Twenty-five-year Army veteran Susan Skrzynski is the new executive director of the Mahoning County Veterans Service Commission, the first woman to occupy the position.
Skrzynski replaces Barry Landgraver, who was executive director for nine years. He remains with the veterans service commission as a service officer. He has been with the VSC since April 2001.
As part of the management changes, the VSC board of commissioners appointed Anthony Nagle to the position of assistant executive director created in June 2003 and previously occupied by Skrzynski.
Nagle served in the Marine Corps from 2002 to 2006, including eight months in Iraq in 2005.
“It’s a great honor and a challenge as well to be chosen for this position,” Skrzynski said.
“I like to be challenged, and I love helping veterans and their families get the benefits they have earned and deserve,” she said.
Skrzynski and Nagle will continue as veterans commission service officers in addition to their administrative duties.
Veterans service officers advocate for veterans, help them and their surviving spouses submit claims for benefits, provide financial assistance and refer them to other community social- service agencies for services, she said.
Leo Connelly, a member of the VSC, said the board made the change to bring more focus on using social media and other areas to “get the word out” to veterans about benefits to which they are entitled.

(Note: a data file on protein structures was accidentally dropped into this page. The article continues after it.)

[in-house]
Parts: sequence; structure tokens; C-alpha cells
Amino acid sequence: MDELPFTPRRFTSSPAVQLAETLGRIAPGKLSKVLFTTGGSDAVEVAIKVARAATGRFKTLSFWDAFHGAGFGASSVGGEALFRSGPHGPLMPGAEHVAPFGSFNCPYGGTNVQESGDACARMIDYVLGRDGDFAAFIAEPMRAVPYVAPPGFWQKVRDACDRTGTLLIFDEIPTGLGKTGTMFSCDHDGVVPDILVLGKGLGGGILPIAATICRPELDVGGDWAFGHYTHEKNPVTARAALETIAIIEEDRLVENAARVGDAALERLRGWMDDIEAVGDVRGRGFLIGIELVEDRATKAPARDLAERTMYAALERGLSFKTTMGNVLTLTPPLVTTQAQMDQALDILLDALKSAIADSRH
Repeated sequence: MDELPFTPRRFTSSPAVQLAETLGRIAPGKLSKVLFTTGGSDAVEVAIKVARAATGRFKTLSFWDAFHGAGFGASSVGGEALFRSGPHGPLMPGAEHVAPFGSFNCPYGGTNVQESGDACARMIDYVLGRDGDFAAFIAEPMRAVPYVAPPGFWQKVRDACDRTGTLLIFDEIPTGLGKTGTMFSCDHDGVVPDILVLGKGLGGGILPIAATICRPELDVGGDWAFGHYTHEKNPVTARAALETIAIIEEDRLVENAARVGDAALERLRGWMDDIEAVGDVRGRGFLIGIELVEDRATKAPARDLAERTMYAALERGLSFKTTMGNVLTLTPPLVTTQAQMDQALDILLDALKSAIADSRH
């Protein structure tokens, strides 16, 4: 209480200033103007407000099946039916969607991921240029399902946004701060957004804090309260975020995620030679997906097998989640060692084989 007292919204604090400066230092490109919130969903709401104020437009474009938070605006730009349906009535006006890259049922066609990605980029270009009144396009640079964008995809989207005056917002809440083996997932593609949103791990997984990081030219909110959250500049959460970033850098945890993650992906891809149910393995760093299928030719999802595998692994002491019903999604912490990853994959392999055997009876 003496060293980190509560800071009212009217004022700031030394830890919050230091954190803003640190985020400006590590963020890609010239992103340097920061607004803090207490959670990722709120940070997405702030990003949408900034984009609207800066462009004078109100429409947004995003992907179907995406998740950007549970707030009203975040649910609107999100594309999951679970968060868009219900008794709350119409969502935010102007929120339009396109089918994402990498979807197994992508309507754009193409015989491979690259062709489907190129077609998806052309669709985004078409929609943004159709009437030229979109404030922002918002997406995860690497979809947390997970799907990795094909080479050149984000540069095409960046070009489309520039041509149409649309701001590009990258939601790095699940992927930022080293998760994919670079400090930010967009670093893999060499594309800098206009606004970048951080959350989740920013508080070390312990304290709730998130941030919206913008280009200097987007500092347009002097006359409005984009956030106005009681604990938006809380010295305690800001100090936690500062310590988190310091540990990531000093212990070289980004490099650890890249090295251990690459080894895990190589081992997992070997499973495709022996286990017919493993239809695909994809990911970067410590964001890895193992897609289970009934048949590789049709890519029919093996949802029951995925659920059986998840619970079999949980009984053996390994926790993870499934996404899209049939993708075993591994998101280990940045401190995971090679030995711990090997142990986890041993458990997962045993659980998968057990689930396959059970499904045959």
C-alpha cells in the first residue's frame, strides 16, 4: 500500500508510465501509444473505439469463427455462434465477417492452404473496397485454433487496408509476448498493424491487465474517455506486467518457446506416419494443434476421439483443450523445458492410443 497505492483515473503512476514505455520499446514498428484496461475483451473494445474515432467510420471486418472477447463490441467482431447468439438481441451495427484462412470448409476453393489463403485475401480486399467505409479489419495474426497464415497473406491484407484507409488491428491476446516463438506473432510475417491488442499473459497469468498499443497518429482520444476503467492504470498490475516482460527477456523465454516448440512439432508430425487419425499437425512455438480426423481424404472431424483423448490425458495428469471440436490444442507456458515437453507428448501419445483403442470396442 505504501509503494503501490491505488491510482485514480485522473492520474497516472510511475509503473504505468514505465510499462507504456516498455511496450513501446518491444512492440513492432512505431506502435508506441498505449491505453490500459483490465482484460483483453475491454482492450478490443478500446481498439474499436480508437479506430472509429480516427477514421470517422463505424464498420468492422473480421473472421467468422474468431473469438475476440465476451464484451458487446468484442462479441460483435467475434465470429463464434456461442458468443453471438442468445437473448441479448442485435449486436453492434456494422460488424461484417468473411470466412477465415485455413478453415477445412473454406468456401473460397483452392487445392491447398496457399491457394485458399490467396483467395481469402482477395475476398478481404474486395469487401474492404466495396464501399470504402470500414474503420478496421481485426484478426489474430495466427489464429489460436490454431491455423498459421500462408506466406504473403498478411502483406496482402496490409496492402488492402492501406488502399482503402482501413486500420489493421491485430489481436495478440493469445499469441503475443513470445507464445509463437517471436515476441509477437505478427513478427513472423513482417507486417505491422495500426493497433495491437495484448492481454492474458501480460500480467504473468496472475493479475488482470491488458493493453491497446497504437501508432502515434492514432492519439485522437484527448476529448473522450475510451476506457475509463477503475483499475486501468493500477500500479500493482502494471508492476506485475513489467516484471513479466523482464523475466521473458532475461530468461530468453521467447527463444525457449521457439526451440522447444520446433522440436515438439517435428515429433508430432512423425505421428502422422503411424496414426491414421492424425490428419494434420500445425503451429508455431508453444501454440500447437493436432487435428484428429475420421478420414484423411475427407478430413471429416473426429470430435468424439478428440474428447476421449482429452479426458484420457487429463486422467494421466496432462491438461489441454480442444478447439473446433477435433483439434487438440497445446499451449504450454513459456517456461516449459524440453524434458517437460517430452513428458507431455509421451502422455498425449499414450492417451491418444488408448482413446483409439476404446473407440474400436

Skrzynski noted the VSC is advertising on billboards around the county; producing a television commercial; plans to place ads on radio, television and in print media; and hopes to reach younger veterans through social media.
Nagle, who has been with the commission for seven years, said he has been pushing to have brochures redone and its website and Facebook page updated.
“We’ve found that a lot of veterans in the county don’t even know we exist. If they don’t know about us, how are we going to help them get the benefits to which they are entitled?” Nagle said.
The VSC also wants to get more involved in the community.
For example, Nagle said, the Mahoning County Veterans Service Commission is forming a team to participate in the Boardman Relay for Life.
Nagle, a graduate of Struthers High School, received a bachelor’s degree in criminal justice from Youngstown State University.
An M1A1 tank crewman who became a tank commander, Nagle did an eight-month tour in Fallujah, Iraq. While in Iraq, he was a tank gunner and participated in many extensive combat operations in Fallujah and throughout Al Anbar Province. He ended his four-year enlistment with the rank of sergeant.
His awards and decorations include the Combat Action Ribbon, Navy and Marine Corps Achievement Medal, National Defense Service Medal, Sea Service Deployment Ribbon, Global War on Terrorism Service Medal, Global War on Terrorism Expeditionary Medal, and meritorious Mast.
Nagle and his wife, Tiffany, have two sons, Anthony and Oliver, and a daughter, Mary Catherine. They live in Struthers.
Skrzynski’s duty assignments included Panama, Alaska, Japan and Germany. She completed her career with a 15-month tour in Iraq, where she was headquarters platoon sergeant and also the operations noncommissioned officer who coordinated all construction activities in the theater of operations. Skrzynski, the unit commander’s driver on many convoys, retired as a sergeant first class Sept. 30, 2007.
Her awards and decorations include the Army Commendation Medal, Army Achievement Medal, National Defense Service Medal, Global War on Terrorism Service Medal, Global War on Terrorism Expeditionary Medal and Combat Action Badge.
Skrzynski and her son, Jake, live in Boardman.